Life, it seemed, was intruding even as we spoke: I had caught the author halfway out the door, between his young son, who was home sick, and a class at Hunter College, where he teaches writing. But McCann is not the type to bemoan his lot—he feels lucky to have fiction to fall back on, especially on such a hectic day. “Sometimes there’s a great joy to wake up in the morning, and you know you have bills to pay, and you know that you have school to teach, and you know that you have all these other things, and you go into the office and you close the door, and suddenly you create this whole other world,” he says. “The writer has sort of a special privilege.”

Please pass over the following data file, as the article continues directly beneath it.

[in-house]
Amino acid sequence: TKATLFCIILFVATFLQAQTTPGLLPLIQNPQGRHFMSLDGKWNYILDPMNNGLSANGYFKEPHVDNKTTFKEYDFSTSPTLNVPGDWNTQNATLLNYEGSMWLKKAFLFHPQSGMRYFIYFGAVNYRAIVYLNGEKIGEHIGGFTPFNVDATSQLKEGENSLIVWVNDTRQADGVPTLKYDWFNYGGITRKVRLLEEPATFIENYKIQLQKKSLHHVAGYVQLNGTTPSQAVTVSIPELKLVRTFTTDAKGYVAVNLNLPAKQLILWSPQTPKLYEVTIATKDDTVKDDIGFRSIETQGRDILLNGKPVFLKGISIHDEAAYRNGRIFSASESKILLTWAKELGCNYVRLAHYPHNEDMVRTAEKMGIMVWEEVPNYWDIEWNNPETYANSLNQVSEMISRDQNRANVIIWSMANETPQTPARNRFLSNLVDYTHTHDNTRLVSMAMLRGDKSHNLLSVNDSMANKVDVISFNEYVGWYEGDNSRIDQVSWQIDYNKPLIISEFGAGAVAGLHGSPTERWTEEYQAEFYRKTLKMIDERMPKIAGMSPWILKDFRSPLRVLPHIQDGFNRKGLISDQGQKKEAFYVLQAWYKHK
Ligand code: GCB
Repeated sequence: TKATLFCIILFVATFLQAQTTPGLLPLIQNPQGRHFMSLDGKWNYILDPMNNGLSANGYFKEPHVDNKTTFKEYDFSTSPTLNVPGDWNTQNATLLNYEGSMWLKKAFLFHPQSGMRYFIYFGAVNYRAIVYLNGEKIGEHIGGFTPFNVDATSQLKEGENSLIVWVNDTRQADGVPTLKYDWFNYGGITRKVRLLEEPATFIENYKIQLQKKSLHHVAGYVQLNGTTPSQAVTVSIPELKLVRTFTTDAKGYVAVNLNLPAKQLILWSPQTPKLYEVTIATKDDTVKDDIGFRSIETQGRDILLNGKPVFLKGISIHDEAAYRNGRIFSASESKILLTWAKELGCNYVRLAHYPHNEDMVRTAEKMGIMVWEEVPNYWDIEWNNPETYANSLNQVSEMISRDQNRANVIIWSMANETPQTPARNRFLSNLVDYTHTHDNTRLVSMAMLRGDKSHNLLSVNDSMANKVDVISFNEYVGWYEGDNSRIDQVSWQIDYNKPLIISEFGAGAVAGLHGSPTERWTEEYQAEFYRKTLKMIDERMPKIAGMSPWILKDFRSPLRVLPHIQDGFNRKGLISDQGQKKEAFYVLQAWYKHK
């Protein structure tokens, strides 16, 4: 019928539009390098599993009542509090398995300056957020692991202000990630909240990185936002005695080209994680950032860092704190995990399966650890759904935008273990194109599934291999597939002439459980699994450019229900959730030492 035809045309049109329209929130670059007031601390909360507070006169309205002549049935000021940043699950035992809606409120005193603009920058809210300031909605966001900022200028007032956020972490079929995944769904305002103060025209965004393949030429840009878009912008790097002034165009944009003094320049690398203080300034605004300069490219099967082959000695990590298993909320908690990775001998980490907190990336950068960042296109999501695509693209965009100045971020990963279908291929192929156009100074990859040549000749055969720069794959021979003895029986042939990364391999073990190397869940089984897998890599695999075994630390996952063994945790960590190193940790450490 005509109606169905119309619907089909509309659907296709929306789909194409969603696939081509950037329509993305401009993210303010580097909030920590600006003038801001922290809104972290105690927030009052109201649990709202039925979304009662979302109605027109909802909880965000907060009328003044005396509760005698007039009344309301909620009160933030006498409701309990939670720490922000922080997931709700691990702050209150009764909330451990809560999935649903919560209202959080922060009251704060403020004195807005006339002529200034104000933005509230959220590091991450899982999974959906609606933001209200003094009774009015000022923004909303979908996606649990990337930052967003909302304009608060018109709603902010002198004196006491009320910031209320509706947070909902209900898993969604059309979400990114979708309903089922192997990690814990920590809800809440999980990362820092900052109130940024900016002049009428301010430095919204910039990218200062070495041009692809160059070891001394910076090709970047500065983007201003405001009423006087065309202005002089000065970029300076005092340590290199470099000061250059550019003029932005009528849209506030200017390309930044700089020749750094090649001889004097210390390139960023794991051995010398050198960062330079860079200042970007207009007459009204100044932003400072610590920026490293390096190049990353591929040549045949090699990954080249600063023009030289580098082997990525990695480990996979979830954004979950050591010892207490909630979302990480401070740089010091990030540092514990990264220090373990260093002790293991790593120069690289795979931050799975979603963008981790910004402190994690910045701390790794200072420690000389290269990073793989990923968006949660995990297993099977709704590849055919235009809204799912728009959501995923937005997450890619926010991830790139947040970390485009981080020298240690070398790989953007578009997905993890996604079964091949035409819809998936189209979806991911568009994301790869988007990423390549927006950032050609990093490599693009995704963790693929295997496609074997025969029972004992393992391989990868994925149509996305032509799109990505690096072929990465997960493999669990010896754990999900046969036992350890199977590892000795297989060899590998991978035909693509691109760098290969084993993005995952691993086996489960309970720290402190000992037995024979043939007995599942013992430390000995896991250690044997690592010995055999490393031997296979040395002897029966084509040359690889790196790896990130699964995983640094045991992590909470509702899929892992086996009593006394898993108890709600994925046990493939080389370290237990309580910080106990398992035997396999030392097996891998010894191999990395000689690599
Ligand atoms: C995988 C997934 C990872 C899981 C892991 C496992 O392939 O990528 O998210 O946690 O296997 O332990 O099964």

Part of the privilege, to McCann, is that fiction allows one to get at the truth of all the complications and contradictions inherent in the world in a way that only fiction can; while much of history is told in black-and-white terms, the power of fiction is its ability to inhabit the gray area between. So in Transatlantic, McCann says, “these imaginary characters inhabit real situations, and the real characters inhabit imaginary situations, so that when you fold them over onto one another it becomes one particular story, and they’re mirror images of one another. It’s an examination of how we tell our stories and why we tell our stories, and how we oppose fiction to nonfiction.” In the end, he says, “I’m firmly of the camp that fiction is just another shaped story, not necessarily invented, that reveals a deeper truth than nonfiction can.”